Tire size has no effect on gear ratio; the gear ratio itself is a fixed mechanical constant determined by the number of teeth on the axles input (pinion) gear and output (ring) gear. However, tire size can, and does, affect the vehicle's "effective" gear ratio, which is a somewhat more complicated matter.
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Effective ratio is all about how much ground the tire covers per revolution (a.k.a. "circumference"), which has everything to do with its diameter. Tire circumference is easy to calculate using that old grade-school formula "2 x Pi (3.14) x R (radius)." We'll use a 30-inch-tall (30-inch diameter) tire as an example. Two multiplied by 3.14 equals 6.28; since radius is equal to half of diameter, we'll next multiply 15 (30 divided by 2) by 6.28 to get 94.2 inches in circumference. You can actually just use the shortcut "Diameter x 3.14" in this particular instance, since you're multiplying by two and then dividing by it.
As in the above example, say you're switching from a 30-inch-tall tire to a 40-inch tire. The 40-inch tire covers 125.5 inches per revolution, which is 31.4 more than the 30-inch. Divide 31.4 by the original tyre's circumference and you arrive at 0.333, which, when converted to percentage, comes out to 33.3 per cent. That's the effective drop in gear ratio you'll experience when switching to the larger tire. The equation looks like this: "N" (circumference of new tire) minus "O" (circumference of old tire) equals "D" (difference). "D" divided by "O" equals the change in percentage.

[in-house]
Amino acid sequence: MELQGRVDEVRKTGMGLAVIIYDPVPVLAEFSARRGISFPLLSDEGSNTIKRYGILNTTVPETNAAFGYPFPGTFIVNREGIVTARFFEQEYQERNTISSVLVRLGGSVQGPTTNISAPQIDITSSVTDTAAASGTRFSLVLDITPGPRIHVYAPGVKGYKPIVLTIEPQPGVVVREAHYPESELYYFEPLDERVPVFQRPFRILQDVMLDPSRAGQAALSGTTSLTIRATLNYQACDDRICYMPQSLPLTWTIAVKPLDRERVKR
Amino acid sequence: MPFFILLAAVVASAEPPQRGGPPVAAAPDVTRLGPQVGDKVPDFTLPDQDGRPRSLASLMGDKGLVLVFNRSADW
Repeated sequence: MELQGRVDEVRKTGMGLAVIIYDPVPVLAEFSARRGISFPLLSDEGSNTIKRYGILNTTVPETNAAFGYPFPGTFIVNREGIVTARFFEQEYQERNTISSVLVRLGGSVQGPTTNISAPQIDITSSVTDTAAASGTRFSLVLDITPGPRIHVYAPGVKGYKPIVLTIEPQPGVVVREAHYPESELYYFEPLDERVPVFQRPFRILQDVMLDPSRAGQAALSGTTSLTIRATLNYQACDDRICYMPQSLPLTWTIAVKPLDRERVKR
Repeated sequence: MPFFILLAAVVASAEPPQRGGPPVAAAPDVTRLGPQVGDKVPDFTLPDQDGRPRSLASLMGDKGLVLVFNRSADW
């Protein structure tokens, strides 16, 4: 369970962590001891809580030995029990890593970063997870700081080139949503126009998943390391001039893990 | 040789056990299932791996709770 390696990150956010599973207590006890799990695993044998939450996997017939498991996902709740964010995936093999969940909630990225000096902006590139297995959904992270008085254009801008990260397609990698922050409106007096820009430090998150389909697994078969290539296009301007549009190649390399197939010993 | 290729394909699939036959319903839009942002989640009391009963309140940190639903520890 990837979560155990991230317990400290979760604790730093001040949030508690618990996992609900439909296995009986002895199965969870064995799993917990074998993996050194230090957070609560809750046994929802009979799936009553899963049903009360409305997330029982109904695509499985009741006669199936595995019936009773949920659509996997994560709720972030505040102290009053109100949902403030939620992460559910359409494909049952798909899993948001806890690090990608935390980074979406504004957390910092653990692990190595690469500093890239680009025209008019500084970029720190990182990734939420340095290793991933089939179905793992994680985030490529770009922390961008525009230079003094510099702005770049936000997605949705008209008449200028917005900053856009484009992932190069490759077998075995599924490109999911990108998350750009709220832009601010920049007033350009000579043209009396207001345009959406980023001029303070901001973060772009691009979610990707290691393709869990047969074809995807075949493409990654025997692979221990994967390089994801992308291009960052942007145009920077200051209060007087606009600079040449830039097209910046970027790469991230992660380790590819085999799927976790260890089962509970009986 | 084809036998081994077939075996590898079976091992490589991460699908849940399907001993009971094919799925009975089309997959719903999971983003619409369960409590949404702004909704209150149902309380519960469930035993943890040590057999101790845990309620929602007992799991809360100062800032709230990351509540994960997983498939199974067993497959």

New Effective Ratio
Effective ratio is vitally important since it's directly relative to your vehicle's torque output and acceleration. To get the effective ratio, multiply the percentage in change by the original gear ratio and then subtract from the axle ratio. We'll say 0.333 times a stock axle ratio of 4:1 (1.333), which nets you a new ratio of 2.7:1.
Restoring Stock Ratio
If you're running larger tire and want to return your vehicle to its stock effective gear ratio and acceleration, you'll need to change out the gearset in the differential. To find out what your new ideal gear ratio will be, simply add the percentage in change from the old ratio (1.333 in our example) to your existing ratio. In this example, that leaves you looking for a new gearset with a 5.333:1 ratio.
Not all changes in performance due to tire diameter are necessarily bad. changing tires is a good way to make minor changes to your vehicle's acceleration and top speed without having to resort to a gearing change in the differential. For instance, if you're drag racing and your engine hits its redline before you hit the end of the drag-strip, you can install larger tires to lower the effective gear ratio. The opposite also holds true. If, at the end of the drag strip, your tachometer reads 1,000 RPM below the engine's peak power RPM then you can see some serious gains in acceleration by simply switching to a smaller tire.
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